I’m crazy about Arthurian legends. Anything involving King Arthur, Camelot, Avalon, and the Knights of the Round Table, I’m sold on. So imagine my surprise when I found out that King Arthur: A Knight’s Tale existed.
Sporting a unique twist to the story, you’ll take on the role of Sir Mordred on his quest to assassinate King Arthur after the events that unfold throughout the legend. The preview begins with a beautiful cutscene depicting everything that transpired before the events of the game, including the final battle between Sir Mordred and King Arthur as they both face off. The Lady of the Lake recounts that after King Arthur was slain and his lifeless corpse dragged to Avalon, he appeared as a specter-like creature who raised the dead, wreaking havoc in his wake. In a desperate attempt to stop King Arthur’s reign of terror, the Lady of the Lake decides to trust fate again and raises Sir Mordred from the grave in hopes that he would fulfill his destiny: to kill King Arthur.
An interesting premise that immediately hooked me, if only for the gorgeous cutscene, presentation, and music that played throughout the title screen. This is when Sir Mordred wakes up and you are now able to control him.
The tutorial is quick and easy, although the game could definitely use a few more tutorials to explain the more in-depth combat mechanics, including the watch and rest systems present in the game which both use up some of your points. ‘action. While the combat isn’t complex by strategy game standards, King Arthur: A Knight’s Tale has systems that I deeply enjoyed that allow for deeper combat mechanics, which will surely help in difficult difficulties.
The tutorial sequence is simple, which will also introduce another round table knight trapped in the basement of the castle, as this also serves as a tutorial on how you – as a player – can interact with the many knights present throughout the game and choose what type of person Sir Modred becomes. While I wish throughout the previous stages Sir Mordred would act less like an all-powerful villain who acts the way he does just to annoy people, the ability to play a nicer or meaner version of the character was a sincere addition welcome which I did not expect.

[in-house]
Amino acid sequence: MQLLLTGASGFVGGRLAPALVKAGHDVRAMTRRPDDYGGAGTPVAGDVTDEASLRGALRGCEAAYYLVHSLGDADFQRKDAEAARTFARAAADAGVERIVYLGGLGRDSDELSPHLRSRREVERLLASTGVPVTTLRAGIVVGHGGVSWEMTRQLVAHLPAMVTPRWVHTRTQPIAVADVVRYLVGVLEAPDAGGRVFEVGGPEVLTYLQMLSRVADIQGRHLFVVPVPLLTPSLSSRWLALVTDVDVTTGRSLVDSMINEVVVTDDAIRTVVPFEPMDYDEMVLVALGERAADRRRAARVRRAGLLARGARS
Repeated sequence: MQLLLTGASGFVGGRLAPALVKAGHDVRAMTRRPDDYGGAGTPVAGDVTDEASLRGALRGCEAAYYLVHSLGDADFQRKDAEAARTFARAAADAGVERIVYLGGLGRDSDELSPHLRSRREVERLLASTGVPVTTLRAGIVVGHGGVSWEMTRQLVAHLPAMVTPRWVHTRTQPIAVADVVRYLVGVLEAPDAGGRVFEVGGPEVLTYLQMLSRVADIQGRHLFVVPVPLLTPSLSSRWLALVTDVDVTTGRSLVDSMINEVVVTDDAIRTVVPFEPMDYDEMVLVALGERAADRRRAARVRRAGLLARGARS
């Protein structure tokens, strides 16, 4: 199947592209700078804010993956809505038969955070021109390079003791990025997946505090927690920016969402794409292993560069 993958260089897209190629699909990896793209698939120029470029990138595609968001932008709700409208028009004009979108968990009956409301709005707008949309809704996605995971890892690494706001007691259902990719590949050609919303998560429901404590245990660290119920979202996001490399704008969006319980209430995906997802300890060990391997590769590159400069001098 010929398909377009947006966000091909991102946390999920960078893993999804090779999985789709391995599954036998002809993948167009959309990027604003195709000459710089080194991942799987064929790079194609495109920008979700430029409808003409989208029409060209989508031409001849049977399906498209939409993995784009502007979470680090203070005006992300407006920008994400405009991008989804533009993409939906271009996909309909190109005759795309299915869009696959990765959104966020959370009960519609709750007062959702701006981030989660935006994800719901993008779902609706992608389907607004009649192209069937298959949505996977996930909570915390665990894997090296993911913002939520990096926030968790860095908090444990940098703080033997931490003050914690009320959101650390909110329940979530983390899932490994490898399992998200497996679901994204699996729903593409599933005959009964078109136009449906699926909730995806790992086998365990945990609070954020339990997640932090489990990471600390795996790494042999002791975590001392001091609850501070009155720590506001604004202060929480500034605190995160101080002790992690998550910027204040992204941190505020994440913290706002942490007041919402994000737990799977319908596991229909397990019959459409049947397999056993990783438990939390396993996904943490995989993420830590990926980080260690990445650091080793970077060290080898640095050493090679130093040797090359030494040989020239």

When you select dialogue options, Sir Mordred’s morality changes accordingly. The two polar opposites of the vertical line are the moralities of the Just and the Tyrant, which are dictated by the righteousness or tyranny with which he acts as king. As for the horizontal line, there are the beliefs of the old religion and of Christianity, which are dictated by your allowing Sir Mordred to follow the new faith that King Arthur tried to set up for Camelot, or follow the paths of the past. It’s not just for show either, as leaning too far on certain sides will increase and decrease the loyalty of certain knights, while unlocking unique characters depending on which one you’re following; on the other side of the old religion, you unlock Morgan le Fay!
When it comes to combat, the game features turn-based strategic combat where players will control multiple knights and command them across the entire battlefield. Since this is an era of medieval times and magic, the number of weapons (and therefore classes) present throughout the game is wide, including mages, archers, porters two-handed heavyweights, dual carriers, and sword and shield carriers. The game features a dual HP bar mechanic where each character can take damage to their “armor” which can be healed while resting at a campsite, or to their “vitality” which requires it to be left to heal at the infirmary; if a knight perishes in battle, they are gone forever (this does not apply to easy mode). With backstabs, resistances, armor that prevents damage points, and status effects, there will always be plenty to focus on per battle streak.
One combat system mechanic that I wasn’t quite sure what to think about was how moves and attacks work. Instead of having a separate action point to ensure each character can attack throughout their turn, each action drains your total action points, which are used for movement, buff, and overwatch . This mechanic made me constantly choose between using all my action points to advance towards the enemy or advancing and saving the rest for later. Every unit on the battlefield moves slowly and heavily – you can’t move two characters at the same time, which means you’ll have to wait for them to finish moving before you can mobilize another. This also applies to the enemy; however, their turn can be sped up by holding down the spacebar: a handy feature to ensure I can take a close look whenever needed without having to dive into settings.
King Arthur: A Knight’s Tale has a lot of potential within it. There’s no denying that some of the knights (namely Sir Mordred) earlier had a one-dimensional personality, though selecting how he reacts and what he does solved that problem. If the developers continue on this path, it is certain that King Arthur: A Knight’s Tale will be successful, especially with the continued support promised.
King Arthur: A Knight’s Tale will be released on March 29 on PC, with Xbox Series X|S and PlayStation 5 versions at a later date.